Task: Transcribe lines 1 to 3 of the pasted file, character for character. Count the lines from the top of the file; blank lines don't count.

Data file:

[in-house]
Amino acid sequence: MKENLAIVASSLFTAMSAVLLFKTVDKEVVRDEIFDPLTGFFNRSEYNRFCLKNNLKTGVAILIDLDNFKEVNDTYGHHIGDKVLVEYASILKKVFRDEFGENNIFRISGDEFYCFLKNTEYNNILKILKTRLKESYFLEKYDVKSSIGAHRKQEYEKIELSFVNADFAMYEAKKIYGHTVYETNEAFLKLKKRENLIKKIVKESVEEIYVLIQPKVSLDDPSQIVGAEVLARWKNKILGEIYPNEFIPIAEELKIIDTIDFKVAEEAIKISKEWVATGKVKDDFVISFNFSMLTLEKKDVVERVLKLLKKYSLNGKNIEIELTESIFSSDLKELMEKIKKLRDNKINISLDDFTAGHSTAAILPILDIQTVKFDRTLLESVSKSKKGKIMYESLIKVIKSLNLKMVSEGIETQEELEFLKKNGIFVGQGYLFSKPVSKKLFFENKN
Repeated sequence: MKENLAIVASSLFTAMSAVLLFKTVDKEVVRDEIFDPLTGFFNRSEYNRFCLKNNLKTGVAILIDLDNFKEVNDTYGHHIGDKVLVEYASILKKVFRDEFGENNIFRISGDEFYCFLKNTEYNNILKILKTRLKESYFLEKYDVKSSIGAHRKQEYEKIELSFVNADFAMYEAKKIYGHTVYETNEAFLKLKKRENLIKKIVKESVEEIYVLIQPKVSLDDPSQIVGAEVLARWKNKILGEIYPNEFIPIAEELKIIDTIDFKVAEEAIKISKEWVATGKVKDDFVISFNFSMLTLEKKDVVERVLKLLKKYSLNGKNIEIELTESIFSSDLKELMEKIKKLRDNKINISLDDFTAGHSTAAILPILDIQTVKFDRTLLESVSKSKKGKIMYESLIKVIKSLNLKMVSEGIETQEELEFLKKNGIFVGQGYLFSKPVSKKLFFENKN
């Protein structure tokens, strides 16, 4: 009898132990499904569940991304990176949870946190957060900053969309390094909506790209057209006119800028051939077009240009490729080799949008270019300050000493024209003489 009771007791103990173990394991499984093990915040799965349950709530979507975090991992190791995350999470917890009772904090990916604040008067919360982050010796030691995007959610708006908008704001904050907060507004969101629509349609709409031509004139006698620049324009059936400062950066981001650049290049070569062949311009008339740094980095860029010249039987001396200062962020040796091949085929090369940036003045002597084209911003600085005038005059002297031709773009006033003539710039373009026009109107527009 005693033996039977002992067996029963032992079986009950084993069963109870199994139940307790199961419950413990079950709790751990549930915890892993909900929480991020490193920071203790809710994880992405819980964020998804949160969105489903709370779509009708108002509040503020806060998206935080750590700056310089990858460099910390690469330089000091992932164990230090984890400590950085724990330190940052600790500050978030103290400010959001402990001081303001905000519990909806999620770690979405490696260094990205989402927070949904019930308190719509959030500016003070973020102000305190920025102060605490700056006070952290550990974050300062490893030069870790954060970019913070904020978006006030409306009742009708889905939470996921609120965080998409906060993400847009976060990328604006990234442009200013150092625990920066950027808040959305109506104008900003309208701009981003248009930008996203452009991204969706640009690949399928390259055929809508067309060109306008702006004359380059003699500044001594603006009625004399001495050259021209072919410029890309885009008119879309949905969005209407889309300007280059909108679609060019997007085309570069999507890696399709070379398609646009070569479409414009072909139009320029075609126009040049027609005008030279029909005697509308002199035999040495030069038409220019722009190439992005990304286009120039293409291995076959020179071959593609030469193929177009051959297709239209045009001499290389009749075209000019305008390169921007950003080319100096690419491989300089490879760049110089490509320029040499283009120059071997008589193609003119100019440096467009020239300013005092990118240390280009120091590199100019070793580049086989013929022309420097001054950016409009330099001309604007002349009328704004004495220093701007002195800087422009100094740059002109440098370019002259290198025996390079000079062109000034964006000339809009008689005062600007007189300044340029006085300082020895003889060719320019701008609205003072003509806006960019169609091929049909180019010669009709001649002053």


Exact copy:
[in-house]
Amino acid sequence: MKENLAIVASSLFTAMSAVLLFKTVDKEVVRDEIFDPLTGFFNRSEYNRFCLKNNLKTGVAILIDLDNFKEVNDTYGHHIGDKVLVEYASILKKVFRDEFGENNIFRISGDEFYCFLKNTEYNNILKILKTRLKESYFLEKYDVKSSIGAHRKQEYEKIELSFVNADFAMYEAKKIYGHTVYETNEAFLKLKKRENLIKKIVKESVEEIYVLIQPKVSLDDPSQIVGAEVLARWKNKILGEIYPNEFIPIAEELKIIDTIDFKVAEEAIKISKEWVATGKVKDDFVISFNFSMLTLEKKDVVERVLKLLKKYSLNGKNIEIELTESIFSSDLKELMEKIKKLRDNKINISLDDFTAGHSTAAILPILDIQTVKFDRTLLESVSKSKKGKIMYESLIKVIKSLNLKMVSEGIETQEELEFLKKNGIFVGQGYLFSKPVSKKLFFENKN
Repeated sequence: MKENLAIVASSLFTAMSAVLLFKTVDKEVVRDEIFDPLTGFFNRSEYNRFCLKNNLKTGVAILIDLDNFKEVNDTYGHHIGDKVLVEYASILKKVFRDEFGENNIFRISGDEFYCFLKNTEYNNILKILKTRLKESYFLEKYDVKSSIGAHRKQEYEKIELSFVNADFAMYEAKKIYGHTVYETNEAFLKLKKRENLIKKIVKESVEEIYVLIQPKVSLDDPSQIVGAEVLARWKNKILGEIYPNEFIPIAEELKIIDTIDFKVAEEAIKISKEWVATGKVKDDFVISFNFSMLTLEKKDVVERVLKLLKKYSLNGKNIEIELTESIFSSDLKELMEKIKKLRDNKINISLDDFTAGHSTAAILPILDIQTVKFDRTLLESVSKSKKGKIMYESLIKVIKSLNLKMVSEGIETQEELEFLKKNGIFVGQGYLFSKPVSKKLFFENKN